“You can construct an arbitrary discrete rv where P{X=xk} = pk by passing to the rv_discrete initialization method (through the values= keyword) a tuple of sequences (xk, pk) which describes only those values of X (xk) that occur with nonzero probability (pk).”

Next to this, there are some further requirements for this approach to work:

• The keyword name is required.

• The support points of the distribution xk have to be integers.

• The number of significant digits (decimals) needs to be specified.

In fact, if the last two requirements are not satisfied an exception may be raised or the resulting numbers may be incorrect.

An Example

Let’s do the work. First

>>> npoints = 20   # number of integer support points of the distribution minus 1
>>> npointsh = npoints // 2
>>> npointsf = float(npoints)
>>> nbound = 4   # bounds for the truncated normal
>>> normbound = (1+1/npointsf) * nbound   # actual bounds of truncated normal
>>> grid = np.arange(-npointsh, npointsh+2, 1)   # integer grid
>>> gridlimitsnorm = (grid-0.5) / npointsh * nbound   # bin limits for the truncnorm
>>> gridlimits = grid - 0.5   # used later in the analysis
>>> grid = grid[:-1]
>>> probs = np.diff(stats.truncnorm.cdf(gridlimitsnorm, -normbound, normbound))
>>> gridint = grid


And finally we can subclass rv_discrete:

>>> normdiscrete = stats.rv_discrete(values=(gridint,
...              np.round(probs, decimals=7)), name='normdiscrete')


Now that we have defined the distribution, we have access to all common methods of discrete distributions.

>>> print('mean = %6.4f, variance = %6.4f, skew = %6.4f, kurtosis = %6.4f' %
...       normdiscrete.stats(moments='mvsk'))
mean = -0.0000, variance = 6.3302, skew = 0.0000, kurtosis = -0.0076

>>> nd_std = np.sqrt(normdiscrete.stats(moments='v'))


Testing the Implementation

Let’s generate a random sample and compare observed frequencies with the probabilities.

>>> n_sample = 500
>>> np.random.seed(87655678)   # fix the seed for replicability
>>> rvs = normdiscrete.rvs(size=n_sample)
>>> f, l = np.histogram(rvs, bins=gridlimits)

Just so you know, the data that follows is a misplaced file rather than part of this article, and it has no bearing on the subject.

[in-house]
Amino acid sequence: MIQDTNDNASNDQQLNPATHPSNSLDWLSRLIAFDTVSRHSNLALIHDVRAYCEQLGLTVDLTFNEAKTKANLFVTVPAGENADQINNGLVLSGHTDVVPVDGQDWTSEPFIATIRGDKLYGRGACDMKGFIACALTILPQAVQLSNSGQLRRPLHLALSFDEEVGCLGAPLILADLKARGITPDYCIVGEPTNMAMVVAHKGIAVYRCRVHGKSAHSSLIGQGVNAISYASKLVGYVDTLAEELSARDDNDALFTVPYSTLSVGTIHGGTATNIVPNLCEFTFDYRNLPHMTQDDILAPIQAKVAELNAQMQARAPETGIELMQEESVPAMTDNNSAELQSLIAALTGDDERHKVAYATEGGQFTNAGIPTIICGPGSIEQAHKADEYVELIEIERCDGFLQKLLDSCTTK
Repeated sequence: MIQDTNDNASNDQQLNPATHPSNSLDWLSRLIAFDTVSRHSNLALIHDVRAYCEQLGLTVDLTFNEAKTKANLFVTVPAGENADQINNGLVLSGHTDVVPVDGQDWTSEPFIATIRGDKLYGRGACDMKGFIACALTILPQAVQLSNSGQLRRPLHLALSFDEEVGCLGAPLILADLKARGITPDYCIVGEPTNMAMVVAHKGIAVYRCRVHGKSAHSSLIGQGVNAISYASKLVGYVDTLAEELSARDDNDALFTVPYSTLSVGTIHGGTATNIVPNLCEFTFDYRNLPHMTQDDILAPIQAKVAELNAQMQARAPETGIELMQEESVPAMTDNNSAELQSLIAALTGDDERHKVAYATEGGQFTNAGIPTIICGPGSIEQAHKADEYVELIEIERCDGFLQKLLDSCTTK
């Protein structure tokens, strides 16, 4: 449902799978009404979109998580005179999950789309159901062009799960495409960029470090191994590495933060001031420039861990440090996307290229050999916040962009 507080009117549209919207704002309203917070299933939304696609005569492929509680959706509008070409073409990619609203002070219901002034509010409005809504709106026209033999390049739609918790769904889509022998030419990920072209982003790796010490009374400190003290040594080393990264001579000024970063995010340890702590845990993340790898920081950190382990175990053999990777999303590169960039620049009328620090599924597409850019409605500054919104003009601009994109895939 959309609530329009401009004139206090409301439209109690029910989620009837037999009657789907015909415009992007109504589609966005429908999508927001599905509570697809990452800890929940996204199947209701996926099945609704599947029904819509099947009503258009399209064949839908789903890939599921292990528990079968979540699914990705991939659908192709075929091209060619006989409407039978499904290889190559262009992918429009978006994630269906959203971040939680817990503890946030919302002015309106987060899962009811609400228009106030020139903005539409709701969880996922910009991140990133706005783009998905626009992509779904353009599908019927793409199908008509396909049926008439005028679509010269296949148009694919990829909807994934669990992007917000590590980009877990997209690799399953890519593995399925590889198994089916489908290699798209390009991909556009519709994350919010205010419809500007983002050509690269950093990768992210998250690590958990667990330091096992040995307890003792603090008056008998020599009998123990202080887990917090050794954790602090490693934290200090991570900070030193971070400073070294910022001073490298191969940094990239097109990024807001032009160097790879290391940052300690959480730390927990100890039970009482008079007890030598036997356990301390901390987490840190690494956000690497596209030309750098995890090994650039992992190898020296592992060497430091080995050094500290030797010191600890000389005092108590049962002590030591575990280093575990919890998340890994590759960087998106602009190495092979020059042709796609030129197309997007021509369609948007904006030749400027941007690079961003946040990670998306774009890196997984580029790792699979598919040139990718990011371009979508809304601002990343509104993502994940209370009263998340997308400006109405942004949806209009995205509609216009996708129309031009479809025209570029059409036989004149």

>>> sfreq = np.vstack([gridint, f, probs*n_sample]).T
>>> print(sfreq)
[[-1.00000000e+01  0.00000000e+00  2.95019349e-02]
[-9.00000000e+00  0.00000000e+00  1.32294142e-01]
[-8.00000000e+00  0.00000000e+00  5.06497902e-01]
[-7.00000000e+00  2.00000000e+00  1.65568919e+00]
[-6.00000000e+00  1.00000000e+00  4.62125309e+00]
[-5.00000000e+00  9.00000000e+00  1.10137298e+01]
[-4.00000000e+00  2.60000000e+01  2.24137683e+01]
[-3.00000000e+00  3.70000000e+01  3.89503370e+01]
[-2.00000000e+00  5.10000000e+01  5.78004747e+01]
[-1.00000000e+00  7.10000000e+01  7.32455414e+01]
[ 0.00000000e+00  7.40000000e+01  7.92618251e+01]
[ 1.00000000e+00  8.90000000e+01  7.32455414e+01]
[ 2.00000000e+00  5.50000000e+01  5.78004747e+01]
[ 3.00000000e+00  5.00000000e+01  3.89503370e+01]
[ 4.00000000e+00  1.70000000e+01  2.24137683e+01]
[ 5.00000000e+00  1.10000000e+01  1.10137298e+01]
[ 6.00000000e+00  4.00000000e+00  4.62125309e+00]
[ 7.00000000e+00  3.00000000e+00  1.65568919e+00]
[ 8.00000000e+00  0.00000000e+00  5.06497902e-01]
[ 9.00000000e+00  0.00000000e+00  1.32294142e-01]
[ 1.00000000e+01  0.00000000e+00  2.95019349e-02]]  Next, we can test, whether our sample was generated by our normdiscrete distribution. This also verifies whether the random numbers are generated correctly.

The chisquare test requires that there are a minimum number of observations in each bin. We combine the tail bins into larger bins so that they contain enough observations.

>>> f2 = np.hstack([f[:5].sum(), f[5:-5], f[-5:].sum()])
>>> p2 = np.hstack([probs[:5].sum(), probs[5:-5], probs[-5:].sum()])
>>> ch2, pval = stats.chisquare(f2, p2*n_sample)

>>> print('chisquare for normdiscrete: chi2 = %6.3f pvalue = %6.4f' % (ch2, pval))
chisquare for normdiscrete: chi2 = 12.466 pvalue = 0.4090


The pvalue in this case is high, so we can be quite confident that our random sample was actually generated by the distribution.

Analysing One Sample¶

First, we create some random variables. We set a seed so that in each run we get identical results to look at. As an example we take a sample from the Student t distribution:

>>> np.random.seed(282629734)
>>> x = stats.t.rvs(10, size=1000)


Here, we set the required shape parameter of the t distribution, which in statistics corresponds to the degrees of freedom, to 10. Using size=1000 means that our sample consists of 1000 independently drawn (pseudo) random numbers. Since we did not specify the keyword arguments loc and scale, those are set to their default values zero and one.

Descriptive Statistics¶

x is a numpy array, and we have direct access to all array methods, e.g.

>>> print(x.min())   # equivalent to np.min(x)
-3.78975572422
>>> print(x.max())   # equivalent to np.max(x)
5.26327732981
>>> print(x.mean())  # equivalent to np.mean(x)
0.0140610663985
>>> print(x.var())   # equivalent to np.var(x))
1.28899386208


How do the some sample properties compare to their theoretical counterparts?

>>> m, v, s, k = stats.t.stats(10, moments='mvsk')
>>> n, (smin, smax), sm, sv, ss, sk = stats.describe(x)

>>> sstr = '%-14s mean = %6.4f, variance = %6.4f, skew = %6.4f, kurtosis = %6.4f'
>>> print(sstr % ('distribution:', m, v, s ,k))
distribution:  mean = 0.0000, variance = 1.2500, skew = 0.0000, kurtosis = 1.0000
>>> print(sstr % ('sample:', sm, sv, ss, sk))
sample:        mean = 0.0141, variance = 1.2903, skew = 0.2165, kurtosis = 1.0556


Note: stats.describe uses the unbiased estimator for the variance, while np.var is the biased estimator.